On her last day of school, Mary Virginia did not want to get dressed, eat breakfast, or let me fix her hair. She definitely did not want to stand on the stairs, and look directly into the sun while I took her photo.
She’s dressed and on her way to school because, even though she didn’t want to participate, David had to go to school, so we all have to get ready and go to school, and everything isn’t always about you, my dear middle child.
This is an artistic interpretation of the mommy-daughter struggle that occurred on the porch:
Me: stand on the porch and smile
Mary Virginia: I will stand here but you cannot make me smile.
Mary Virginia: …
Me: If you smile I’ll give you a marshmallow
Mary Virginia: make it two.
David’s last day of school was a few days after Mary Virginia’s, and it happened to be pouring rain in the morning, so he’s under our porch instead of on the steps.
Don’ be confused by David’s outfit — it was not pirate day, or dress-up day, or show and tell day. But every day my kids insist on taking toys for the drive to school (outside toys aren’t allowed in the classroom, so the kids have to leave them in the van) solely to make me crazy. This particular day it was a pirate hat and necklaces.
(Remember the shorts he’s worn on the first and last day of school each year? I still have them, but the rain made things to hectic for him to change clothes as we were walking out the door.)
Later that night David’s class had a special graduation celebration. Since David isn’t actually going to kindergarten next year, we joked that he didn’t really get a diploma, they just let him walk with his class.
The graduation was very fun and fancy with pomp and circumstance and “Class of 2016” balloons. There were little boys in bowties and three-piece suits, and little girls in satin and tulle. And then my little boy in a t-shirt and ripped jeans because it did not even cross my mind that a preschool graduation would be a formal event.
Good thing we get to do it over again next year.
At the beginning of this year, the preschool routine felt very, very challenging. Thomas was so little, and Mary Virginia was so two. But we made it! We survived and even showed up with homemade cookies for the graduation! On the first day of school I prayed that we would grow in our trust and knowledge of God’s great love for us. Now, looking back at this year, all I can see is God’s goodness and his love for us.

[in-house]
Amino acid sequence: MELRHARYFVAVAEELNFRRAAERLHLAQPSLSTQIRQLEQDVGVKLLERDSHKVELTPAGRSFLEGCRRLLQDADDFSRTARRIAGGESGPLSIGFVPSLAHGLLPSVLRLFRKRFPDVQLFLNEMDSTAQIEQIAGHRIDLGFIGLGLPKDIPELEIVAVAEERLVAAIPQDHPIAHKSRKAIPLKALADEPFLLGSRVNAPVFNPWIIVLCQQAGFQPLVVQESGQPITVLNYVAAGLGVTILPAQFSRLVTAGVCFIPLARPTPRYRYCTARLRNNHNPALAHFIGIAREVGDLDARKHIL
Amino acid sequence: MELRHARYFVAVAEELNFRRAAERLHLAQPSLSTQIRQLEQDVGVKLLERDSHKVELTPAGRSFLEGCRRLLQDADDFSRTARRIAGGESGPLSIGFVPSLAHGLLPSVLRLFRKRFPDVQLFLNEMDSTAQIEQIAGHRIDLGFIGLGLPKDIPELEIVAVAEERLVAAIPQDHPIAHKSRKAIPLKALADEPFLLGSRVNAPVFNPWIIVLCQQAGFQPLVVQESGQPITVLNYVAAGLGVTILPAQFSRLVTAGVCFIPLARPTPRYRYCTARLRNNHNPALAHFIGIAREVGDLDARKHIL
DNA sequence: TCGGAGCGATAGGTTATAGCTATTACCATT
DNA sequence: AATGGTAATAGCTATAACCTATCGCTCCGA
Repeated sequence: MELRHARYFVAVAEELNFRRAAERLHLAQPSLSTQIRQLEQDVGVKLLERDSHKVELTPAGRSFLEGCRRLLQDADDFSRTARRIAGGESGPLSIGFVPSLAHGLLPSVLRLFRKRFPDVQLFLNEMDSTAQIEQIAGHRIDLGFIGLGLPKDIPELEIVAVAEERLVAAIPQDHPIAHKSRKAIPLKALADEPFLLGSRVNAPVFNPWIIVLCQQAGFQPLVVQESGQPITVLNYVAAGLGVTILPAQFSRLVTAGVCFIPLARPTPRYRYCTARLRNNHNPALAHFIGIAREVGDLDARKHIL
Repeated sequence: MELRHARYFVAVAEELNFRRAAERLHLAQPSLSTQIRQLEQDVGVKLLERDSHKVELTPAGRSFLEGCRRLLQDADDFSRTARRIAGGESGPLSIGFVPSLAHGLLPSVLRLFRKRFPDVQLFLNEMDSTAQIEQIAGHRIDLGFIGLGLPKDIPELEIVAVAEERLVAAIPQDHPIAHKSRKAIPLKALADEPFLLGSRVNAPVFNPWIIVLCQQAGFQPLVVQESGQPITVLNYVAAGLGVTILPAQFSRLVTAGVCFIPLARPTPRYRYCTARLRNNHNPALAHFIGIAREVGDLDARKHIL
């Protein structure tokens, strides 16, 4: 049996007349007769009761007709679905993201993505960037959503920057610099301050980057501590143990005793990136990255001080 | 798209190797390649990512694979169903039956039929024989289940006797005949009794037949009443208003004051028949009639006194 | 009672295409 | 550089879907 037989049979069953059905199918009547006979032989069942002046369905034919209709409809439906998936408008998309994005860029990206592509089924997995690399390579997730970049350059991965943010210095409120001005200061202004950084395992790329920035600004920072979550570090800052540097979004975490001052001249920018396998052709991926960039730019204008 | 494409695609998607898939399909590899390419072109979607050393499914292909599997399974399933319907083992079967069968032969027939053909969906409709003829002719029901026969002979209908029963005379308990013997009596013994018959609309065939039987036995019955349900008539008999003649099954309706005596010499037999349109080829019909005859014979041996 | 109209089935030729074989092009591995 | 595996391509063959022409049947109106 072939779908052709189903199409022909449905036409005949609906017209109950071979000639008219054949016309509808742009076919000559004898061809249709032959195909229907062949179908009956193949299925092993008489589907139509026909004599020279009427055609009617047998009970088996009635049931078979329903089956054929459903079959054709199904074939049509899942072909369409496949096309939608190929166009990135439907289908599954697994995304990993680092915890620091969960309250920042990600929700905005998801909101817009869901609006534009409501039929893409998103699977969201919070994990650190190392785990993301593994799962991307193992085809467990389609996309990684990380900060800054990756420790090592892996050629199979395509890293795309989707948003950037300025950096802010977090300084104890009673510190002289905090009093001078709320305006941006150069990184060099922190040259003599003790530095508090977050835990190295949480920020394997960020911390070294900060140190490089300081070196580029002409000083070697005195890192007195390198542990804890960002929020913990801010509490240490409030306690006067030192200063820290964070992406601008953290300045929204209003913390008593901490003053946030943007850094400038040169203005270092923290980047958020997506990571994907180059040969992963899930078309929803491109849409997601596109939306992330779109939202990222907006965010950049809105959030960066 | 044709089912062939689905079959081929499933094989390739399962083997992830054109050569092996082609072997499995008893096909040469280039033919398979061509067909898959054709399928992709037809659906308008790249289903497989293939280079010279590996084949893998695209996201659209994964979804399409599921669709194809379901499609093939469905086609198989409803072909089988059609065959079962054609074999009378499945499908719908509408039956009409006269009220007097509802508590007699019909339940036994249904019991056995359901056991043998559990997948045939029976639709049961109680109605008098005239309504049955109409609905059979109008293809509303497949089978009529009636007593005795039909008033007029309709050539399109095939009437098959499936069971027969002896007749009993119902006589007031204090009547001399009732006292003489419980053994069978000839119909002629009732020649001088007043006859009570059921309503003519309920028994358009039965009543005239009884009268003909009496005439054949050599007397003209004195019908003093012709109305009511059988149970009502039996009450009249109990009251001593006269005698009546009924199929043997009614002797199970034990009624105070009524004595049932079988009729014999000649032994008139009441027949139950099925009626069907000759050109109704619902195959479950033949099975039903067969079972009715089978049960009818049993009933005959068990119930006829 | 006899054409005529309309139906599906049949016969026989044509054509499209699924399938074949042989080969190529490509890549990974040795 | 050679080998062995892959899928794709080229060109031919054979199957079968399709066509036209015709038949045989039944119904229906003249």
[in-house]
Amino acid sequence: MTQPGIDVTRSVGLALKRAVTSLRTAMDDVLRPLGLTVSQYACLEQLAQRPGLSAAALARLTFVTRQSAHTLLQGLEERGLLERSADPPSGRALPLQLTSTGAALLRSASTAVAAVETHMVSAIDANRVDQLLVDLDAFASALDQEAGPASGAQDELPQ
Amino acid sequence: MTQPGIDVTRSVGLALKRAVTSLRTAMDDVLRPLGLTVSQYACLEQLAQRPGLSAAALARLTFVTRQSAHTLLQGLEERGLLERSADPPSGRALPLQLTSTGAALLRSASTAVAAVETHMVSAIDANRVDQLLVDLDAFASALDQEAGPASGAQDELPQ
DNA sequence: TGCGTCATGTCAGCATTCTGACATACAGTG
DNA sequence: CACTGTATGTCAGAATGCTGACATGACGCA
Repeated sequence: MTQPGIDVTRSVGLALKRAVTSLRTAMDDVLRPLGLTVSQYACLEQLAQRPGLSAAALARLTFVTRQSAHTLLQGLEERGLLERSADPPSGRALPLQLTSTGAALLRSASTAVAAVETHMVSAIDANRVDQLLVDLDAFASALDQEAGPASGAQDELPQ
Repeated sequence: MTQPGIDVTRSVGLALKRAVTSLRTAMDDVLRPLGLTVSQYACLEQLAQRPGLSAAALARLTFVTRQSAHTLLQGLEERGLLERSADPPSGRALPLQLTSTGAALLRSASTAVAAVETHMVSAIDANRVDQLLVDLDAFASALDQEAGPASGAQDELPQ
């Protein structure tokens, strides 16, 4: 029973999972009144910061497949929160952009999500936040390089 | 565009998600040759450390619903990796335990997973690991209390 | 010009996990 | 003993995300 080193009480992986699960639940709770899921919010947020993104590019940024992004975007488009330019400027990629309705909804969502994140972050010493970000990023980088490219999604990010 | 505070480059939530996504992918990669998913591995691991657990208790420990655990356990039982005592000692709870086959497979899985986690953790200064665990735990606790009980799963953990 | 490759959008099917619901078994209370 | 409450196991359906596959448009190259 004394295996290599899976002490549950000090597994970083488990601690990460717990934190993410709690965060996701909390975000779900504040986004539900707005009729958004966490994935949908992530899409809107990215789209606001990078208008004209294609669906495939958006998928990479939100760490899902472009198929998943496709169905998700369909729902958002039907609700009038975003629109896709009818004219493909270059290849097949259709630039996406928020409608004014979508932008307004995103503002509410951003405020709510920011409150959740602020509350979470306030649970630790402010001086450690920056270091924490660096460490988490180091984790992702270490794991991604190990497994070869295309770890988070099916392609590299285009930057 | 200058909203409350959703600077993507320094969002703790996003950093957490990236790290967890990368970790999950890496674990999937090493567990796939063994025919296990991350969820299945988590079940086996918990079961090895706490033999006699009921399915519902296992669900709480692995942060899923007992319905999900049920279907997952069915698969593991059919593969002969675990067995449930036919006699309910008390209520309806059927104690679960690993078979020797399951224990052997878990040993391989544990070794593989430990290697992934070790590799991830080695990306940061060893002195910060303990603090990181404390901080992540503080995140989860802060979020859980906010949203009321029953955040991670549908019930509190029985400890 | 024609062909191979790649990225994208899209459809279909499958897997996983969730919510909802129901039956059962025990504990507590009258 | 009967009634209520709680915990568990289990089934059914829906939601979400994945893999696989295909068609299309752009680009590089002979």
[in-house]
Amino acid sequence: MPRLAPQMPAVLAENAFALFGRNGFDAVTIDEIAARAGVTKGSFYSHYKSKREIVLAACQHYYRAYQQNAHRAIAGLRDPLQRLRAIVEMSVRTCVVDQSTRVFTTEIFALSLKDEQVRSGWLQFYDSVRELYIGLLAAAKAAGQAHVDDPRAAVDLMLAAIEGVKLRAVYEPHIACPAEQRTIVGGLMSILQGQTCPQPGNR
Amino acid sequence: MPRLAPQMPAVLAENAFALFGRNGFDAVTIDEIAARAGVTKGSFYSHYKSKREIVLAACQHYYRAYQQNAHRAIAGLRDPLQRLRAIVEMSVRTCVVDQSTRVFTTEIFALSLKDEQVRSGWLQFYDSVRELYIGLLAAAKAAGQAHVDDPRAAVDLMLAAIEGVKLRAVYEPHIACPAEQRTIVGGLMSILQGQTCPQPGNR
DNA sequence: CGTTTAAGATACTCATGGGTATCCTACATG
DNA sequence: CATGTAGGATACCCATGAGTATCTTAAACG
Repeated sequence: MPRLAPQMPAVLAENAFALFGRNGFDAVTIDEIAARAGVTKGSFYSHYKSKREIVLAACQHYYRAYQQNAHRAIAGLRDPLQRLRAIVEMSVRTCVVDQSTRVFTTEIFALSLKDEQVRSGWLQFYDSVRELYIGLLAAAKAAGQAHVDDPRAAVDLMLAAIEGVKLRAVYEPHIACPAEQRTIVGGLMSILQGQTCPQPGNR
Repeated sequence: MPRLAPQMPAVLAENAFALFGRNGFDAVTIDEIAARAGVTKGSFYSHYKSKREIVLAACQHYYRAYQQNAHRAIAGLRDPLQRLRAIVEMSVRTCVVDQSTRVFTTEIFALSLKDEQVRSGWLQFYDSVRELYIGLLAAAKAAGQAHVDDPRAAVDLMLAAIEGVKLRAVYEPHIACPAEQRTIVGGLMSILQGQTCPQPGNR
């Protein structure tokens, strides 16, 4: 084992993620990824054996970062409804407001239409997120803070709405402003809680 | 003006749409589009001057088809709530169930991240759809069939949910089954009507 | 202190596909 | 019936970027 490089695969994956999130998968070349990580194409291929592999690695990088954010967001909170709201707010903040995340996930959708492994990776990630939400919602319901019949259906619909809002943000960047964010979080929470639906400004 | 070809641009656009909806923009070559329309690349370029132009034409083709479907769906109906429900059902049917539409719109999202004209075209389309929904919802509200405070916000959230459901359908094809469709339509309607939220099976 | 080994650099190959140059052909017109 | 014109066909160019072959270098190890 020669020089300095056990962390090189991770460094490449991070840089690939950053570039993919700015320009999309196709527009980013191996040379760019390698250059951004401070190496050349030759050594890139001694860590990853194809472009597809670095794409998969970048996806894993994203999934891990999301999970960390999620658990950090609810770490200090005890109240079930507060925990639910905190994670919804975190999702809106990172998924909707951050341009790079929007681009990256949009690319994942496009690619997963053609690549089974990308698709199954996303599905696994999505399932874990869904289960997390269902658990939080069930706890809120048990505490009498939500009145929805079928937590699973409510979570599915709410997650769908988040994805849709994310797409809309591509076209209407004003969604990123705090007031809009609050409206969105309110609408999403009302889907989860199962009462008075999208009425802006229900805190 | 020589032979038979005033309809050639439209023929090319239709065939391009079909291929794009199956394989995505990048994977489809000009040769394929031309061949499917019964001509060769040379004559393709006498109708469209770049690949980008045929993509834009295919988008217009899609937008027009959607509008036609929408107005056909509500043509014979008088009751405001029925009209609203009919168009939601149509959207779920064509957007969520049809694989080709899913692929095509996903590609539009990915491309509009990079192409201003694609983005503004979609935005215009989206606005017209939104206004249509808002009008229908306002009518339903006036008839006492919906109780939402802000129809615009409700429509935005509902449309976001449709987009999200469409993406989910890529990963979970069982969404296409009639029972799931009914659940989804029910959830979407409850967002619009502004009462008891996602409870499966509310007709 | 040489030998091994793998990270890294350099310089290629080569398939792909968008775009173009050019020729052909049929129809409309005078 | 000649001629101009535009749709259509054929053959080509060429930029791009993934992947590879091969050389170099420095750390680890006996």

We were blessed with good friends, and wonderful teachers — those are not small things. In fact, it’s impossible to articulate how I feel when I drop Mary Virginia off and one of her friends runs up to her, holding out a duck. Or the joy I feel when David asked me if we could invite his teachers to his birthday party.
David grew and changed so much this year. His interest and abilities in coloring, writing, and letters has exploded. My little boy who used to complain about art projects, begs me to paint and craft and write letters. And Mary Virginia? Oh, Mary Virginia. Every day she came home telling me who was in school, what her teachers wore, what they read, sang, and the dew-point and humidity level in the classroom. When her class was walking to the playground, she looked in the other classes and would tell me what they were doing, too.
I can’t wait until she can join the school newspaper and put all this observation to use.
Thanks to school, my kids learned Bible verses, made friends, and grew in confidence.
The morning of the last day of school, David kept asking me, “What is the last day of school?” And I kept answering, “TODAY! Today is the last day of school!” We had a round about, frustrating conversation where he kept asking the same thing over and over and I kept answer the same thing and he gotlouder but never changed his question at all. Then I realized what he was asking — he didn’t understand the concept of the last day of school. Like, what is this “end” you speak of? Why does school have a “last day”? He hadn’t been counting down the days to summer vacation because preschool kids don’t do that. For them, school is about fun and friends and why does that have to end?
One day school will be different, but for now I’m thankful for these foundational lessons, that learning is exciting, school is fun, and God loves you.